Goodreads: Long May She Reign
Published: February 21, 2017
Freya was never meant be queen. Twenty third in line to the throne, she never dreamed of a life in the palace, and would much rather research in her laboratory than participate in the intrigues of court. However, when an extravagant banquet turns deadly and the king and those closest to him are poisoned, Freya suddenly finds herself on the throne.
Freya may have escaped the massacre, but she is far from safe. The nobles don’t respect her, her councillors want to control her, and with the mystery of who killed the king still unsolved, Freya knows that a single mistake could cost her the kingdom – and her life.
Freya is determined to survive, and that means uncovering the murderers herself. Until then, she can’t trust anyone. Not her advisors. Not the king’s dashing and enigmatic illegitimate son. Not even her own father, who always wanted the best for her, but also wanted more power for himself.
As Freya’s enemies close in and her loyalties are tested, she must decide if she is ready to rule and, if so, how far she is willing to go to keep the crown.
Long May She Reign is standalone fantasy nearly at its finest.* Thomas creates a captivating world with high stakes, where a girl who never wanted to be queen must find a way to hold her country together in a time of uncertainty and danger. A fine mix of romance, adventure, intrigue, and science make the fresh enough to stand out in a crowd of fantasy novels.
“Strong female character” has been a buzz phrase probably since readers were introduced to Katniss Everdeen, but the term fits Freya like a glove–all the more because Freya herself probably would not think so. As twenty-third in line to inherit the throne, Freya never considered herself important. She never paid attention to the rules of etiquette and the gossip of the course; she focused on her friendship and pursuing her passion of scientific research. So when she’s thrust upon the throne without warning, she’s uncertain. But watching her rise to the occasion and figure out how to use her personal strengths to succeed, instead of trying to emulate other people, is a great pleasure.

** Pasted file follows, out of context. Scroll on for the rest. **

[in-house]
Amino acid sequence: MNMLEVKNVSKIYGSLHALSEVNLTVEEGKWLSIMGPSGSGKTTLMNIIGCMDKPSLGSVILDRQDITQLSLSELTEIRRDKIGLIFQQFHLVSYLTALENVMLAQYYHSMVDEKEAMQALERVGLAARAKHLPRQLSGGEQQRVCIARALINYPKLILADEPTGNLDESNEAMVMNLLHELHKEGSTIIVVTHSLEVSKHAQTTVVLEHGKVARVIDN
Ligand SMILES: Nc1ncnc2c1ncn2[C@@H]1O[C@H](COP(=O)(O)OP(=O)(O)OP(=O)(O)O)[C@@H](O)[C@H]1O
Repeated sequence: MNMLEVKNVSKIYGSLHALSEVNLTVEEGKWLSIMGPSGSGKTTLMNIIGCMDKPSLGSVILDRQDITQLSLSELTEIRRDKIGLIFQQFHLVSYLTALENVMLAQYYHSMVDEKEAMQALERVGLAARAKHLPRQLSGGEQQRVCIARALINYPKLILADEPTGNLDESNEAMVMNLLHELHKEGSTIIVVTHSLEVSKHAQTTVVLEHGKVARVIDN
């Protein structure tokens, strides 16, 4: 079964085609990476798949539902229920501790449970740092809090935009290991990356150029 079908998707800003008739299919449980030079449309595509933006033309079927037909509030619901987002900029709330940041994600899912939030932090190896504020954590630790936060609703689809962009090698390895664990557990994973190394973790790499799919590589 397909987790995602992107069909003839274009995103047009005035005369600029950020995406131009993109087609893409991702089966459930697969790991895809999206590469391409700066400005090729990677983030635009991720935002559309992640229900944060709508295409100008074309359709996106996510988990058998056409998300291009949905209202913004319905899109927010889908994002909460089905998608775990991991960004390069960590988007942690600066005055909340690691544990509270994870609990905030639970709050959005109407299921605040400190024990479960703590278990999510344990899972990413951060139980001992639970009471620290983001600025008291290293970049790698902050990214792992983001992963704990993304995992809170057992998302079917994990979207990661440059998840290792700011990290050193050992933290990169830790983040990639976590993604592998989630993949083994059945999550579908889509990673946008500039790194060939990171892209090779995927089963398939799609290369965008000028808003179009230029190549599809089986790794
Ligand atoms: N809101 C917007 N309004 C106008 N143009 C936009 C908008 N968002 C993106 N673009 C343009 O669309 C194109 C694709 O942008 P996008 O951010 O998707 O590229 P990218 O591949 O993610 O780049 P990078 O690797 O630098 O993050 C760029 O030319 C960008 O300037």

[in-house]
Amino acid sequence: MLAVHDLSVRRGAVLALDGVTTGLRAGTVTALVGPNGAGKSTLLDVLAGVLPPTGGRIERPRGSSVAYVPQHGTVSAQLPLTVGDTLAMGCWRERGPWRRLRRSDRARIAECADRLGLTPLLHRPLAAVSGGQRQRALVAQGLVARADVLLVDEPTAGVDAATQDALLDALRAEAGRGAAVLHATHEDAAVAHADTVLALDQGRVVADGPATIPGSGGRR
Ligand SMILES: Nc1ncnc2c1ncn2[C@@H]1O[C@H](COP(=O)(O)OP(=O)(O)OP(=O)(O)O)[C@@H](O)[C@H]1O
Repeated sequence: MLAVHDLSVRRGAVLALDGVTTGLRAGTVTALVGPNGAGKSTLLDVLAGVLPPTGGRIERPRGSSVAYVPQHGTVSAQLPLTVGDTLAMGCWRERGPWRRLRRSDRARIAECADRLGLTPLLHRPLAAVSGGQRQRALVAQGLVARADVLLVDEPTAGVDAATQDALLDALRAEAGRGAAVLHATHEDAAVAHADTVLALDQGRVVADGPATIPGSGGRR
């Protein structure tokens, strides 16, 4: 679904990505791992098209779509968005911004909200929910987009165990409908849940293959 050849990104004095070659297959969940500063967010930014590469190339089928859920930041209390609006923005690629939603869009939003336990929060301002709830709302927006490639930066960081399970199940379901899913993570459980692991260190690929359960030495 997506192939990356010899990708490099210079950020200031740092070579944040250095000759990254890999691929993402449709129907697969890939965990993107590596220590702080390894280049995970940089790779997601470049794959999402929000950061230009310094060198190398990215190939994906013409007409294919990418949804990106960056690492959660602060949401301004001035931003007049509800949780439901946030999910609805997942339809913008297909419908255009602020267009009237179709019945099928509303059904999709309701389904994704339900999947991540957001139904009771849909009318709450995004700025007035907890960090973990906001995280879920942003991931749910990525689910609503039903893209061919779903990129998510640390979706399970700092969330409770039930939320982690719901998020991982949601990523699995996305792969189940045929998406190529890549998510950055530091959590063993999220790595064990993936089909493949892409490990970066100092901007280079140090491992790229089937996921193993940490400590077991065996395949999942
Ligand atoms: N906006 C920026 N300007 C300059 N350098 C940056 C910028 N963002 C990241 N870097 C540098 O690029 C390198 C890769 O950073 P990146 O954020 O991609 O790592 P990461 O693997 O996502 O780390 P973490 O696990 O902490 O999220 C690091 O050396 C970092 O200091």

The plot is well-placed, and it wonderfully combines mystery with intrigue and looming war. There is also a dash of romance, though it’s not the focus of the story, and Freya’s personal growth arc. Something is always happening, but not too much, and I felt events were only rushed with one of the scenes near the end. And while I had some guesses who was responsible for the massacre that opens the novel, I was pleased that Thomas kept me unsure and altering my hunch.
Additionally, the book is smart, and not just because Freya is an accomplished scientist. Thomas delves into the intricacies of managing a kingdom, from taxes to people management to battle strategies. It felt as though a lot of research went into the book but it all came out naturally on the page. I like books where I feel like I have learned new things or where I can tell that the author knows a lot about their own genre and topic; this is one them.
At some point while reading, I considered giving the novel five stars but decided not to because there are a couple well-worn YA cliches thrown in that I could have done without. Yet for the most part, the plot kept me on my toes and a much of it was unique. This may end up being one of my favorite reads of the year.
*I know some readers have been disappointed because it’s not necessarily flashy high fantasy with hand waving powers and magical creatures. The fantasy element is that it happens in an invented world that, like much fantasy, is set in some time that’s somewhere between medieval and Regency in inspiration. Personally, I don’t think “fantasy” necessitates magic, so as long as you’re not expecting any, you should be fine on that count.